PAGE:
print(string, x, y) Produces a character string with specified coordinates (x, y); LEFT, CENTER and RIGHT can be used instead of x-coordinates; standard font height is 8 points, so strings must go at intervals of 8.
printNumI(num, x, y, [length], [filler]) Puts an integer (num) on the screen at a given position (x, y); optional: length is the number of characters reserved for a number; filler is the character to fill in “emptiness” if the number is less than the desired length length (by default it is a space ” “).
printNumF(num, dec, x, y, [divider], [length], [filler]) Produces a floating point number (num); dec is the number of decimal places; optional: divider is the decimal separator character, default is “.”, length and filler is similar to the previous function.
setFont(name) Selects font; built-in fonts are SmallFont, MediumNumbers and BigNumbers.
invertText(true), invertText(false) Inverts text output from print, printNumI and printNumF functions (on/off).
drawBitmap(x, y, data, sx, sy) Puts the image on the screen by the necessary coordinates (x, y); data is an array containing the image; sx and sy are the width and height of the image.

Let’s consider the work with the display using this library on the example of a simple sketch:

#include <LCD5110_Basic.h>

LCD5110 LCD(7, 6, 5, 4, 3); //include the display with the pins of connection

extern uint8_t SmallFont[]; // specify the presence of an array with font SmallFont in the library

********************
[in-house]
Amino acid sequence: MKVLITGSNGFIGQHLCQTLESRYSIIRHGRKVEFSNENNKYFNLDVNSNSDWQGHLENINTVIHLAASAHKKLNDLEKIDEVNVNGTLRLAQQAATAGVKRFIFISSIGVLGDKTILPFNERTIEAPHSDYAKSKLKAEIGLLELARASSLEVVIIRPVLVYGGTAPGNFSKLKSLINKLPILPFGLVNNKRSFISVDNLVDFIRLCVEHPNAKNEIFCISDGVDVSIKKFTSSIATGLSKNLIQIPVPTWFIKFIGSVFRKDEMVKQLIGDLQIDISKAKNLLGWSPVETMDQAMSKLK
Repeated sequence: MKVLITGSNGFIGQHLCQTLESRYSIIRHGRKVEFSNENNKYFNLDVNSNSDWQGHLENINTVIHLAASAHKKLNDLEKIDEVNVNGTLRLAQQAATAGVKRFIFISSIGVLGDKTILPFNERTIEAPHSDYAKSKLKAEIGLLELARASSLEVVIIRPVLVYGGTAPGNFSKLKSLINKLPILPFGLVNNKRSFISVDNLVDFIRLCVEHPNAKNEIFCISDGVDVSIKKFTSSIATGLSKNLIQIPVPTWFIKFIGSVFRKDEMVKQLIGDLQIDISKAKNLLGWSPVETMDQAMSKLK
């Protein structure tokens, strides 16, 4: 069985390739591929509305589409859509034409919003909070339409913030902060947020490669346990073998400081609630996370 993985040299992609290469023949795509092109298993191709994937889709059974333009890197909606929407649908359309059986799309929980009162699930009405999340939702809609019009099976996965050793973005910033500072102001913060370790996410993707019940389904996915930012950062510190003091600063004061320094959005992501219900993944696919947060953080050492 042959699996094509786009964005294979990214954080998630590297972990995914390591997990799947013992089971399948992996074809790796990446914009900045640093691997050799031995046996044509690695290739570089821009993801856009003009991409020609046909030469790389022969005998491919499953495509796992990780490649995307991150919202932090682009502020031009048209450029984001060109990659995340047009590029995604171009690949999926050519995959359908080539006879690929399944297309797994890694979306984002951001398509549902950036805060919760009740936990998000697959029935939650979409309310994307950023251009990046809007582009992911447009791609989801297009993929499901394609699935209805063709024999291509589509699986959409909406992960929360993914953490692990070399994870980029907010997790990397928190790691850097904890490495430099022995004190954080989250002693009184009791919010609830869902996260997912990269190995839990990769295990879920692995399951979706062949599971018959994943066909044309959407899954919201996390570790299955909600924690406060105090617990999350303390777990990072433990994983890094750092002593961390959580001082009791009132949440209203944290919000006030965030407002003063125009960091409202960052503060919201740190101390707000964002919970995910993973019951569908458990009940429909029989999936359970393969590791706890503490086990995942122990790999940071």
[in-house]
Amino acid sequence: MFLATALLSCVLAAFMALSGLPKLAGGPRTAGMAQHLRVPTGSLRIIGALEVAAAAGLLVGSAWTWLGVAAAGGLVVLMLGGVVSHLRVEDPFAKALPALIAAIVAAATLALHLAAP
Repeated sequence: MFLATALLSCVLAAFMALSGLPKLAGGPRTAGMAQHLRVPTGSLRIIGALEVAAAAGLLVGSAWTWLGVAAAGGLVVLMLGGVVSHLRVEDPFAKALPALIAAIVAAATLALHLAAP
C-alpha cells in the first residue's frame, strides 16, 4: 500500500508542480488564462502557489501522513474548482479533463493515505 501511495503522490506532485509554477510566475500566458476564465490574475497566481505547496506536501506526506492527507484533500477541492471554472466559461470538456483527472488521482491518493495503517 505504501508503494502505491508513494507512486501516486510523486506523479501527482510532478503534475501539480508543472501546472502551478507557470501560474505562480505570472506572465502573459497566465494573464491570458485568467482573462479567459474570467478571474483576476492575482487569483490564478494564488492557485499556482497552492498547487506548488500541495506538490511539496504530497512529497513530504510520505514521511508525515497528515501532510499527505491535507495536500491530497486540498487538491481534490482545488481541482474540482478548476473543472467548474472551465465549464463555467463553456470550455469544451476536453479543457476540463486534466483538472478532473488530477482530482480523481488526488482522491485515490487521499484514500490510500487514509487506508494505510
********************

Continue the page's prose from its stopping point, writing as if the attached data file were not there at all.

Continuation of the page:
extern uint8_t MediumNumbers []; // specify the presence of an array with font MediumNumbers in the library

void setup() {

     LCD.InitLCD(); //initialize display


void loop() {

LCD.disableSleep(); //display out of sleep mode

LCD.clrScr(); //cleaning display

LCD.setFont(SmallFont); // install font SmallFont

LCD.print("Hello World!", CENTER, 2); //return "Hello World!" on the second line with center equalization

LCD.setFont(MediumNumbers); // set font MediumNumbers

for (int i=0; i<=5; i++) {

     LCD.clrScr(); //cleaning the screen

     LCD.print(i, CENTER, 20); // Output the value of i in the center of 20 lines



LCD.enableSleep(); // put the display in sleep mode for a long pause



After we have considered the library’s basic functions, let’s take a closer look at the drawBitmap function and consider the features of displaying images on the screen.

To start with, we will need the image of interest in .bmp format.

Then you need to download the program for generating images. In the program window, set the necessary resolution of our image on display (should be less than 84 pixels horizontally and 48 vertically).

Then we get an array and copy the appeared array to a new sketch.

#include <LCD5110_Basic.h>

LCD5110 LCD(7, 6, 5, 4, 3); //announce the display indicating the connection pins

static const char lcd_image_mas[288] = {} // image array